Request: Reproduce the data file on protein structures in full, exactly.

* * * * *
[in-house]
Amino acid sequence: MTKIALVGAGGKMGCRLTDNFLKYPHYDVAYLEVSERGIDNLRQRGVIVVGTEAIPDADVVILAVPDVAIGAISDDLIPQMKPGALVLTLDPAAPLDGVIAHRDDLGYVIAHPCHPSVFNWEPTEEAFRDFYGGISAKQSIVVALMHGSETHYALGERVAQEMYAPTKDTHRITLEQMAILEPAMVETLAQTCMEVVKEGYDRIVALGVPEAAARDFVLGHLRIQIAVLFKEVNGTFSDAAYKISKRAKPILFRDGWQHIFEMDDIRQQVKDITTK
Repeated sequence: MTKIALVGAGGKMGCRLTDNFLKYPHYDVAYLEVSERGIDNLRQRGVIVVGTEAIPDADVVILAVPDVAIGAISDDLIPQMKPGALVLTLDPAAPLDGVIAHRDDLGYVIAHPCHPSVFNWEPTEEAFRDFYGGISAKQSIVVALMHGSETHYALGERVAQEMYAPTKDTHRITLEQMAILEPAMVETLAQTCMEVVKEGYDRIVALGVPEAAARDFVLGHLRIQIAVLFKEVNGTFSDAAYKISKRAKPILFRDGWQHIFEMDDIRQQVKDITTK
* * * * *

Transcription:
[in-house]
Amino acid sequence: MTKIALVGAGGKMGCRLTDNFLKYPHYDVAYLEVSERGIDNLRQRGVIVVGTEAIPDADVVILAVPDVAIGAISDDLIPQMKPGALVLTLDPAAPLDGVIAHRDDLGYVIAHPCHPSVFNWEPTEEAFRDFYGGISAKQSIVVALMHGSETHYALGERVAQEMYAPTKDTHRITLEQMAILEPAMVETLAQTCMEVVKEGYDRIVALGVPEAAARDFVLGHLRIQIAVLFKEVNGTFSDAAYKISKRAKPILFRDGWQHIFEMDDIRQQVKDITTK
Repeated sequence: MTKIALVGAGGKMGCRLTDNFLKYPHYDVAYLEVSERGIDNLRQRGVIVVGTEAIPDADVVILAVPDVAIGAISDDLIPQMKPGALVLTLDPAAPLDGVIAHRDDLGYVIAHPCHPSVFNWEPTEEAFRDFYGGISAKQSIVVALMHGSETHYALGERVAQEMYAPTKDTHRITLEQMAILEPAMVETLAQTCMEVVKEGYDRIVALGVPEAAARDFVLGHLRIQIAVLFKEVNGTFSDAAYKISKRAKPILFRDGWQHIFEMDDIRQQVKDITTK